Ethics, Solicitation, a Flyover and an Unspent $4 Million
Four meetings of Oconee county governing and advisory bodies in the next two weeks should help shape county policy regarding roadway construction, the future of the courthouse in Watkinsville, ethics, economic development including collaboration with neighboring counties and restrictions on solicitation in county roadways.
The Board of Commissioners will meet at 7 p.m. on Tuesday night in its chambers at the courthouse in Watkinsville to deal with two issues placed on the agenda by Commissioner John Daniell–a potential ethics policy for the county and county strategy for promoting economic development.
Daniell told me tonight he wants to see if there is interest in creating a committee to develop an ethics policy for the county and wants to move forward with discussion of ways the county can promote economic development.
Included in the development discussion, he said, should be possible collaboration with Clarke County. Discussions of such a collaboration have stalled after a panel of community and business leaders recommended in May of 2008 that the two counties work together on development.
The agenda also includes a report by County Attorney Daniel Haygood on a potential solicitation ordinance for the county. The BOC asked Haygood to work on such a document at its Aug. 25 meeting and report back with recommendations after complaints about groups approaching automobiles in busy intersections in the county as part of fundraising activities.
At present, the county has no ordinance to regulate these activities.
The BOC also is scheduled to consider a request for proposals for utility relocation design for the widening of Mars Hill road from SR 316 to Hog Mountain Road in Butler’s Crossing and discuss bids for Jennings Mill Parkway utility relocations.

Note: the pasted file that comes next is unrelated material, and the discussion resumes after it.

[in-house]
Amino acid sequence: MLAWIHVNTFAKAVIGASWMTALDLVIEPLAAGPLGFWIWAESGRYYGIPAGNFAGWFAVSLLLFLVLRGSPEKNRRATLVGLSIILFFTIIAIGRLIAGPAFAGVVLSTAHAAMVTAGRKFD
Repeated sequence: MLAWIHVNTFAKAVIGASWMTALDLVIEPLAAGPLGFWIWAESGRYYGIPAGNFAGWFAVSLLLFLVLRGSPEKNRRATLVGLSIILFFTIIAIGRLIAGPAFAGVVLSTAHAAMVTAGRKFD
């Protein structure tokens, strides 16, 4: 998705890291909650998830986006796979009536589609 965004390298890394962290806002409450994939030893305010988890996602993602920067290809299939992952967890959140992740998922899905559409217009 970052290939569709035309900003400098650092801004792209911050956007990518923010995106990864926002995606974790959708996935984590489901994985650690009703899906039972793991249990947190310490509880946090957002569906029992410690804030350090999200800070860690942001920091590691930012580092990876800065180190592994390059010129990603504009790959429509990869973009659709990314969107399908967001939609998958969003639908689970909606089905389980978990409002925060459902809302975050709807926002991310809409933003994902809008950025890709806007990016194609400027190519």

The board also is to hear a report form county Utility Director Chris Thomas about an upgrade to a county well and the sale of water from Oconee County to Walton County from groundwater sources.
The meeting on Tuesday is to set the agenda for the meeting on Oct. 6, so many of these issues will carry over to that meeting for action. That meeting also begins at 7 p.m. at the courthouse.
On Oct. 13 the Madison Athens-Clarke Oconee Regional Transportation Study (MACORTS) has scheduled a public meeting for 5 to 7 p.m. at the Community Center in Oconee Veterans Park, 3500 Hog Mountain Road, to present an overview of county priorities for roadway construction in the urbanized part of the county for the next five years.
The report lists widening of Mars Hill road from SR 316 to Watkinsville, the widening of Simonton Bridge road from the county line with Clarke county to Watkinsville, and a flyover from Daniells Bridge road to the dead-end of Jennings Mill Parkway at Home Depot as the top priorities.
Watkinsville, which has no representation on MACORTS other than through BOC Chairman Melvin Davis and citizen Frank Watson from the county Citizen Advisory Committee on Land-Use and Transportation Planning, has gone on record opposing the Simonton Bridge road widening.
The MACORTS Policy Committee at its meeting on Sept. 9 adopted the three projects as the top priorities for the county. Official minutes of the meeting have not yet been released, but Sherry Moore, a transportation planner with Athens-Clarke County who is a designated contact person for MACORTS, said Davis and Watson were present at that meeting.